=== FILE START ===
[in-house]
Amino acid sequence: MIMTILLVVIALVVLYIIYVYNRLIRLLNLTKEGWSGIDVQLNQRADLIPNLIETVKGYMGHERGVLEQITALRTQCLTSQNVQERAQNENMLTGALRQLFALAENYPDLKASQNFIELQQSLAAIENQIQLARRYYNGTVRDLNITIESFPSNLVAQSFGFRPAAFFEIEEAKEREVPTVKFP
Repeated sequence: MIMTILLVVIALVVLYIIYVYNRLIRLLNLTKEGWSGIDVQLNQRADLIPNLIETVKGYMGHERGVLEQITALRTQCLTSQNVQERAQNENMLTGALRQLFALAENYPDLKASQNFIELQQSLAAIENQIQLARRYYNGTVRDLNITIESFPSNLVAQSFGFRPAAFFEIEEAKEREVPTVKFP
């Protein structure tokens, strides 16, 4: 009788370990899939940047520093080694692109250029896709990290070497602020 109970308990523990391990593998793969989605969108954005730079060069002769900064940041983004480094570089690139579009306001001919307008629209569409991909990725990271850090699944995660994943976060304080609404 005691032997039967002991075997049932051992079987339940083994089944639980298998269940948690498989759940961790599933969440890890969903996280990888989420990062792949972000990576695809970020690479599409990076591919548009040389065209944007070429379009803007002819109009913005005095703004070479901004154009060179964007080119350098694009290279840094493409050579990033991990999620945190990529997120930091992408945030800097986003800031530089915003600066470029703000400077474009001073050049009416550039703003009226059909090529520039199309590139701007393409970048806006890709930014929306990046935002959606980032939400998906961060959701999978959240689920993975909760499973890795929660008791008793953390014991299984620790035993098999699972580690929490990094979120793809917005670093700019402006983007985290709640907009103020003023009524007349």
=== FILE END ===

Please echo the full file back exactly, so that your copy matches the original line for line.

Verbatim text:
[in-house]
Amino acid sequence: MIMTILLVVIALVVLYIIYVYNRLIRLLNLTKEGWSGIDVQLNQRADLIPNLIETVKGYMGHERGVLEQITALRTQCLTSQNVQERAQNENMLTGALRQLFALAENYPDLKASQNFIELQQSLAAIENQIQLARRYYNGTVRDLNITIESFPSNLVAQSFGFRPAAFFEIEEAKEREVPTVKFP
Repeated sequence: MIMTILLVVIALVVLYIIYVYNRLIRLLNLTKEGWSGIDVQLNQRADLIPNLIETVKGYMGHERGVLEQITALRTQCLTSQNVQERAQNENMLTGALRQLFALAENYPDLKASQNFIELQQSLAAIENQIQLARRYYNGTVRDLNITIESFPSNLVAQSFGFRPAAFFEIEEAKEREVPTVKFP
């Protein structure tokens, strides 16, 4: 009788370990899939940047520093080694692109250029896709990290070497602020 109970308990523990391990593998793969989605969108954005730079060069002769900064940041983004480094570089690139579009306001001919307008629209569409991909990725990271850090699944995660994943976060304080609404 005691032997039967002991075997049932051992079987339940083994089944639980298998269940948690498989759940961790599933969440890890969903996280990888989420990062792949972000990576695809970020690479599409990076591919548009040389065209944007070429379009803007002819109009913005005095703004070479901004154009060179964007080119350098694009290279840094493409050579990033991990999620945190990529997120930091992408945030800097986003800031530089915003600066470029703000400077474009001073050049009416550039703003009226059909090529520039199309590139701007393409970048806006890709930014929306990046935002959606980032939400998906961060959701999978959240689920993975909760499973890795929660008791008793953390014991299984620790035993098999699972580690929490990094979120793809917005670093700019402006983007985290709640907009103020003023009524007349």